Summary: On todays show we discuss flying training experiences with Adam Yavner who holds both a Private Pilots Licence and Recreational Pilots Certificate.
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In this episode:
I introduce myself (Adam Knight) as the host of the brand new ‘Go Flying Australia Podcast’. I am a student pilot working towards a recreational pilots certificate. I have been flying a Jabiru J-120 and have completed around 12 hours of training and will soon be going SOLO!
Interview with Adam Yavner (Private Pilot – Based at Bankstown (Class D) in Sydney):
Starting out in Aviation
Adam K – How Adam got interested in Aviation?
Adam Y – Served in the United States Air Force and worked in and around aircraft but did not fly at the time until recently when a colleague took him flying in a light aircraft for the first time. After that flight Adam had the feeling that he ‘had to do this!’.
Adam Y – Discusses how getting things done quickly in aviation quickly can be difficult due to a number of things including weather, work, family and other commitments.
Adam K – What was your the First Lesson like?
Adam Y – Started at Sydney Jabiru Flying School at Bankstown airport, his first two lessons were rained out so he ended up studying instead and completing his pre solo exam and radio exam before his first flight. There was some challenges with changes to instructors at the school throughout his training and he ended up being trained by the Chief Flight Instructor (CFI) who took him through the rest of his training. The biggest challenge as a student is to be aware of the syllabus and to know what stage you are at to ensure you are making progress and working toward gaining the required skills. Adam stressed that it’s not about ticking boxes but important to be making progress to stay focused.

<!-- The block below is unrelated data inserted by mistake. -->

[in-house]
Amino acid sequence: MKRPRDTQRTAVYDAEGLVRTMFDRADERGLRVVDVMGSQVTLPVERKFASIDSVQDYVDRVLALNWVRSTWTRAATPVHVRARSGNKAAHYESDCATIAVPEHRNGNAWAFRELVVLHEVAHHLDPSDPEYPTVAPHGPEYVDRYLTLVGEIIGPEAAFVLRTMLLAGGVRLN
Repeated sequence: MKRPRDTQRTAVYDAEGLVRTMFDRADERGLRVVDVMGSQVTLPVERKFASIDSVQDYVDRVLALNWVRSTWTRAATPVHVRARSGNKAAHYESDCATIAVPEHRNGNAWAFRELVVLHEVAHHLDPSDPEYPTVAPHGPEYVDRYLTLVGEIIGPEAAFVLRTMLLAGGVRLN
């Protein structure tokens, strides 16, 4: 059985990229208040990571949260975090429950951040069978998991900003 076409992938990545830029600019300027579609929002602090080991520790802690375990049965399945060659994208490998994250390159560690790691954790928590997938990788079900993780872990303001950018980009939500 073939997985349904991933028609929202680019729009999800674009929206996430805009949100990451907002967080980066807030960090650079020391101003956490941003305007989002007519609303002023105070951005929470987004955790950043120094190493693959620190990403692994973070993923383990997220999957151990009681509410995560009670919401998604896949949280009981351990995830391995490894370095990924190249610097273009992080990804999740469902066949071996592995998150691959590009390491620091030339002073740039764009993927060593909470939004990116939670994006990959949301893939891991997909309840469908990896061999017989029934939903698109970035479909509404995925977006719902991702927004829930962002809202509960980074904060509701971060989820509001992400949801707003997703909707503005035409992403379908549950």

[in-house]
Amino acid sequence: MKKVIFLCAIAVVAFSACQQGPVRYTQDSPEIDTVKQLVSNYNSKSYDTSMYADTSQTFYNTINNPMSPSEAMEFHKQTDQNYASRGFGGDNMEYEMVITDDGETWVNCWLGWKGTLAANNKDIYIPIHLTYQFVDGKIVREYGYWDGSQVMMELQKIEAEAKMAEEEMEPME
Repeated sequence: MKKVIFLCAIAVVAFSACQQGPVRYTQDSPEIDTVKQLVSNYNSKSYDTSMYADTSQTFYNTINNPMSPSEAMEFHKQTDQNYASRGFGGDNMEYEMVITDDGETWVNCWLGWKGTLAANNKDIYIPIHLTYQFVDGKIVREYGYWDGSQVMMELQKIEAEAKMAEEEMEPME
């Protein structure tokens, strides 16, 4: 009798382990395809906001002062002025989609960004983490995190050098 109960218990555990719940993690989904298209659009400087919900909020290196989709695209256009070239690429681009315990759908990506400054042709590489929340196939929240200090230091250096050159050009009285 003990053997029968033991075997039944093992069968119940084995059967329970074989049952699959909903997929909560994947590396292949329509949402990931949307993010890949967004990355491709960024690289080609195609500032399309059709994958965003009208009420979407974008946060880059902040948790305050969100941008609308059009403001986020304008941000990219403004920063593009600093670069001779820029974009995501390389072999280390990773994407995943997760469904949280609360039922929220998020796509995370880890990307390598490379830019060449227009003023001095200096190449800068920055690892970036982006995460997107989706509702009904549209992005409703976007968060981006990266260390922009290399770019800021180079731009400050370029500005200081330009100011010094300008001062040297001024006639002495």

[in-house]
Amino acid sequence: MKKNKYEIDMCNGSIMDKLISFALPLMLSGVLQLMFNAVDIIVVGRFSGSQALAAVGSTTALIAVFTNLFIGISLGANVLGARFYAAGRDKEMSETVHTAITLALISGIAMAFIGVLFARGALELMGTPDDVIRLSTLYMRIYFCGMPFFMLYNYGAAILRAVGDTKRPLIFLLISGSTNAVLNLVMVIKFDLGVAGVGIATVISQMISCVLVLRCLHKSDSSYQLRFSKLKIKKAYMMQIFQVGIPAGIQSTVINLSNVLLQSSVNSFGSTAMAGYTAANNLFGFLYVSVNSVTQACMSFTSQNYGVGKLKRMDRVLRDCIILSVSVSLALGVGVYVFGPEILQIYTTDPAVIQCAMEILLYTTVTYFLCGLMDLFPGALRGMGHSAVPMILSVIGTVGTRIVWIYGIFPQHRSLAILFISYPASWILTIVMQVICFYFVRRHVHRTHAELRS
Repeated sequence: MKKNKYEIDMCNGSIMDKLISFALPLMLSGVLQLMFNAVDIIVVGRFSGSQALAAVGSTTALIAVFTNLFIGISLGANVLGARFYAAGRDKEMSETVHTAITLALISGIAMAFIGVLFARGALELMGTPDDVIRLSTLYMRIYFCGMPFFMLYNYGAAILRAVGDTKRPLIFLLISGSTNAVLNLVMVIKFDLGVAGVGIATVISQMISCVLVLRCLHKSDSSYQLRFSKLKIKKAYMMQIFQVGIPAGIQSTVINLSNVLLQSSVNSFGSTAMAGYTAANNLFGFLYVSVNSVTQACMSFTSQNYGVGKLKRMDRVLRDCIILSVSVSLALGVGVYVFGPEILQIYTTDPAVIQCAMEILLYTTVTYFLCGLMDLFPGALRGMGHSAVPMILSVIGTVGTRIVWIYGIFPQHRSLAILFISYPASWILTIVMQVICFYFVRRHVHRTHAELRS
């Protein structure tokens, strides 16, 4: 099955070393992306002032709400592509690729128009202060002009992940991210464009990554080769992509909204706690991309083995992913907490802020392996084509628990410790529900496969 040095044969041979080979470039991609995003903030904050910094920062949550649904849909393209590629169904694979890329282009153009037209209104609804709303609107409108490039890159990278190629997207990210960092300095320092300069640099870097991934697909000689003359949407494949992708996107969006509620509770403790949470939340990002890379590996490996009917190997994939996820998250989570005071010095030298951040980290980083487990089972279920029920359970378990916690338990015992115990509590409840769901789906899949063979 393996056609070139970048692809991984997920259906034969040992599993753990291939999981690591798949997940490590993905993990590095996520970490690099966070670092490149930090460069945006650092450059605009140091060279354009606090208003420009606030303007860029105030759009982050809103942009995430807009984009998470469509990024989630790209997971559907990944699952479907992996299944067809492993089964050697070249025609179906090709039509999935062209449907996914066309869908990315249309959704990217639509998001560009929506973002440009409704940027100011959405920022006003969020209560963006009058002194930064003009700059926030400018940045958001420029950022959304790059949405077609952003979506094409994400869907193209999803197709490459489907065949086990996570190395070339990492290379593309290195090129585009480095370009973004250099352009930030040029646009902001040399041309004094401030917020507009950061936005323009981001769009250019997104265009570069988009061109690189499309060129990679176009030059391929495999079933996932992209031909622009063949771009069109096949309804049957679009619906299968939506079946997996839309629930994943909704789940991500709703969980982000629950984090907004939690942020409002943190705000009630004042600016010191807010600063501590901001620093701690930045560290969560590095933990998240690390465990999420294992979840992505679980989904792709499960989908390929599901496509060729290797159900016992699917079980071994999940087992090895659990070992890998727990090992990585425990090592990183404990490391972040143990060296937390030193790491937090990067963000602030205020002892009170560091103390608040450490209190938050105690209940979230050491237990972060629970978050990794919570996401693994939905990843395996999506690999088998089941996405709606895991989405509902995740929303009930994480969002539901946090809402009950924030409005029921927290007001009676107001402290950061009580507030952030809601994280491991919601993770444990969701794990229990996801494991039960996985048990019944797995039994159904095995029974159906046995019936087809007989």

Adam Y mentioned that the Recreational Flying forum is a great resource for pilots going through training. Adam suggested you chat with other pilots at your school or club to ‘keep your head in the game’.
We joke about how passionate pilots are and their need to talk about aviation all the time!
Adam K – How did you build up to your first Solo?
Adam Y – Involves a lot of mental preparation as much as it the motor skills. Mentioned that its helpful to rely on instructor who knows when you are ready better than you.
Adam K – How was the day of the first solo flight?
Adam Y – At the time when Adam was learning to fly there was no way for recreational aircraft to go solo at Bankstown (Class D) , therefore he had to go Solo at Wollongong with Fly Illawarra at Albion Park Airport (Since then the Sydney Jabiru Flying School has gained a waiver from CASA to allow their students to do their solo at Bankstown. Adam was required to conduct some lessons at Albion Park to become familiar with the airfield prior to the day of his first solo. He also mentioned that because of the location of the aerodrome that there was some other weather factors to take into account. On the day of his solo Adam did one circuit with the instructor as a sanity check before he got out and left him to go solo. Adam mentioned that the performance of the aircraft improved without the instructor. He noted that he was vocalising his thought process, his first landing was high and fast with a long float to account for the difference in weight. He mentions that it was a big confidence builder.
Adam K – Did your training accelerate after your first solo?
Adam Y – Yes, it took longer to get to solo than from solo to finish his pilot certificate.
Adam K – What aircraft did you solo in?
Adam Y – Jabiru J-170 – Adam Y mentions that this aircraft keeps you busy with the stick and rudder.
Adam mentioned that he also started flying in the Tecnam P 96. Adam Y mentions that the Jabiru helped him build stick and rudder skills. He also mentions that his blog is called ‘more right rudder’ as he remembers this comment from instructors during his training. Adam K mentions that every pilot has had ‘more right rudder’ told to them on takeoffs.
Adam K – Any other challenges during your training?
Adam Y – Nothing out of the ordinary. Biggest challenge is having other priorities during the training and scheduling lessons close together to avoid having to spend half a lesson getting ‘up to speed’.